Economic Policy Institute analysis is here.

Update: Executive summary from the House …  hat tip PJR.

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Euro area credit: did the ECB wait too long?

by Rebecca Wilder

Euro area credit: did the ECB wait too long?

The ECB released its February report on monetary developments in the Euro area. This is an important report, since it will highlight whether or not the ECB’s LTRO is ‘working’, rather if the new liquidity is passing through to the real economy via new lending. On balance, it’s probably too early to tell, since there are long lags in monetary policy – however, early signs are not good for the real economy.

Ostensibly, the ECB LTRO did its job, as interbank credit has re-emerged in aggregate. Repo credit increased 4.2% over the year in February – this followed an 11.5% annual surge in January. Furthermore, short-term debt holdings jumped at a 21.3% annual pace. Banks and sovereigns have seen relief in the short-term credit markets, a product of long-term funding from the ECB.

But credit availability to the broader economy is more challenged. The chart below illustrates the working-day and seasonally adjusted lending by Monetary Financial Institutions (MFIs) to the household and non-financial corporate sectors. I use the 3-month/3-month average growth rate to illustrate the credit impetus over the LTRO period. In the three months ending in February, household lending fell 0.18% compared to the average spanning September through November 2011. The drop in quarterly lending did slow, but remains in decline. Loans to non-financial corporations fell a larger 0.82% in the three months ending in February. For non-financial corporations, the pace of decline quickened since the three months ending in January.

Across the Euro area, the charts below illustrate the contribution to annual growth in Euro area credit across the 17 EMU economies by sector: household (and nonprofit) and non-financial corporate. The usual suspects are seeing large declines in household and non-financial corporate lending, including Spain, Portugal, Greece, and Ireland. France is the bright spot across both sectors, contributing a large share (multiples of its GDP share) to household and non-financial corporate lending.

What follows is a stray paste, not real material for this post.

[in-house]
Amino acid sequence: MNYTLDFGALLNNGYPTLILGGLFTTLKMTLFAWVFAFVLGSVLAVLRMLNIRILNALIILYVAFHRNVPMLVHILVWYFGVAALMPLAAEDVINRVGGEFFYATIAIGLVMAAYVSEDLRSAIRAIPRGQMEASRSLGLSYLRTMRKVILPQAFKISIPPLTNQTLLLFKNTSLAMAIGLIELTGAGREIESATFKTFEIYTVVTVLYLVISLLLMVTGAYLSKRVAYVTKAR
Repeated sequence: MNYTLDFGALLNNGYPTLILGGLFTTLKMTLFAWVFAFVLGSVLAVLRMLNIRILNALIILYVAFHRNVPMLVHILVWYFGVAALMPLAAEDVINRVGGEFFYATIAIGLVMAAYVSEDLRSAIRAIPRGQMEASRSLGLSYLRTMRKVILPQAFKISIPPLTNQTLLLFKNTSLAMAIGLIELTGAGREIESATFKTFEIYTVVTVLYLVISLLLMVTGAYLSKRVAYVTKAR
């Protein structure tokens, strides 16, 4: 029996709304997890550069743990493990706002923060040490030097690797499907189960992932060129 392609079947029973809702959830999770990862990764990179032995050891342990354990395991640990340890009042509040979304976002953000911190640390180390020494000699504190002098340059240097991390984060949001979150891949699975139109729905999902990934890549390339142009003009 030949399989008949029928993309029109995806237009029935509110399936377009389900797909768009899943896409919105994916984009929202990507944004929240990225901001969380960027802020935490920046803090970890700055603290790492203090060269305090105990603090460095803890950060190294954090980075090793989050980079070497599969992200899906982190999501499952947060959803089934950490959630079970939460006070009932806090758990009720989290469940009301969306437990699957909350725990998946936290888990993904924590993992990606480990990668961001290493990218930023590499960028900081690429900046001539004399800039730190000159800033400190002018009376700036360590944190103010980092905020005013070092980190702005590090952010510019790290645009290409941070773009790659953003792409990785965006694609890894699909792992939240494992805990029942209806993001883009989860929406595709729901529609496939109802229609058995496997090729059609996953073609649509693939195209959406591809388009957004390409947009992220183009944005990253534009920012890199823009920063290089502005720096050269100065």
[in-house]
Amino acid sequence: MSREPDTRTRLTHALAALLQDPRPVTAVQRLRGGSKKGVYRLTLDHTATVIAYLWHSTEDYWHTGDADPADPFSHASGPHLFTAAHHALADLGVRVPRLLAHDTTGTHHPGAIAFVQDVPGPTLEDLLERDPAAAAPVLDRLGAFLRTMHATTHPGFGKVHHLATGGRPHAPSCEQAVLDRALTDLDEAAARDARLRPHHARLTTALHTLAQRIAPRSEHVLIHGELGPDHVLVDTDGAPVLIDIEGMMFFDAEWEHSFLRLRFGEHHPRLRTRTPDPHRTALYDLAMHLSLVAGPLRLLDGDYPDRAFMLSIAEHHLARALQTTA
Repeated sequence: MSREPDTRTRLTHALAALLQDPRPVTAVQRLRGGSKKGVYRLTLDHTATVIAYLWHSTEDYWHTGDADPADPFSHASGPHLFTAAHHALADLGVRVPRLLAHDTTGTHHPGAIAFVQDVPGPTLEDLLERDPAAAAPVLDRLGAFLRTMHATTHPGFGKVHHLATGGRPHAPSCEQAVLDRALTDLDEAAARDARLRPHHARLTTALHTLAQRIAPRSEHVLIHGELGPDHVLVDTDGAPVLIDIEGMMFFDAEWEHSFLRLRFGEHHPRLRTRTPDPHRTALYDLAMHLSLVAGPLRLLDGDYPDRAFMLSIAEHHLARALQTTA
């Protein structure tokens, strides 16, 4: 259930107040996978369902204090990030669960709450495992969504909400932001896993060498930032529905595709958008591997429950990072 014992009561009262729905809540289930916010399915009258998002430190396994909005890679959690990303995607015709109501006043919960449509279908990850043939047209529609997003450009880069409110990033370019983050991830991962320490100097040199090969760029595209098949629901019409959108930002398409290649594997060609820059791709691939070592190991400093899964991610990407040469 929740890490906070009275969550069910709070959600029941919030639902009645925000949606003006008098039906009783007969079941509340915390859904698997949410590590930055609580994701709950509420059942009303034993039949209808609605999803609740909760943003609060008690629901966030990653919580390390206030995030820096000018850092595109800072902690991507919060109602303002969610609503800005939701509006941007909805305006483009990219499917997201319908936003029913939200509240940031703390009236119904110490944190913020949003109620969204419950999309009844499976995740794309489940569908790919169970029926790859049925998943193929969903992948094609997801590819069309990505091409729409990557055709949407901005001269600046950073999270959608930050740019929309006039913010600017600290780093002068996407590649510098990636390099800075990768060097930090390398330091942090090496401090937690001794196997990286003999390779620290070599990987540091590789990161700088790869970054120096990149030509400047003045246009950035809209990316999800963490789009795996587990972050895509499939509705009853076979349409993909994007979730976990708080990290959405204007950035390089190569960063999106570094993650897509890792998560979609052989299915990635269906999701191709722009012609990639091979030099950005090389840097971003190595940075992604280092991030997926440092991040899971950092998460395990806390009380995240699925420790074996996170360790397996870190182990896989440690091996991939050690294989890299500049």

Chart Note: the Charts below illustrate the country-level contributions to the annual growth rate of Euro area Household and non-financial corporate loans in February 2012.

Household lending The contribution to annual EA credit growth from Irish households (consumer plus mortgages) has been negative for 40 consecutive months, or 13 consecutive months in Spain. Portuguese household loans dragged annual EA loan growth consecutively since September. The credit impetus is very negative in consumer and mortgage lending for these economies. A positive point is that German consumers are borrowing for credit consumption and home buying. German household lending contributed 0.32% to annual EA loan growth in February – this compares favorably to the 0.17% average contribution spanning 2004-2006.

Non-financial corporate lending By this metric the Spanish business sector is effectively imploding, as Spanish non-financial corporate lending dragged the pace of annual EA lending by 1.1% in February. The contribution from Spanish corporate lending has been negative for 32 months, and the pace of contraction has picked up some speed since September 2011 on an annual contribution basis.

The credit impetus remains reasonably strong in the core countries, at least on a Y/Y basis (with stark exception of the Dutch household sector). And to some extent, the drop-off in credit to the periphery was to be expected. However, with the domestic drag in periphery credit markets already underway, and limited upside potential to global demand for exports, one questions whether or not the the ECB waited too long (given the long lags in monetary policy).

Megan Greene highlights the risks to the Euro area. With these risks in mind, restrictive fiscal policy amid deteriorating labor markets makes the Euro area extremely vulnerable to external shocks.
Statistical reference: the Euro area aggregate statistical data links can be found here. The country level data can be found in the statistical warehouse tree here.

originally published at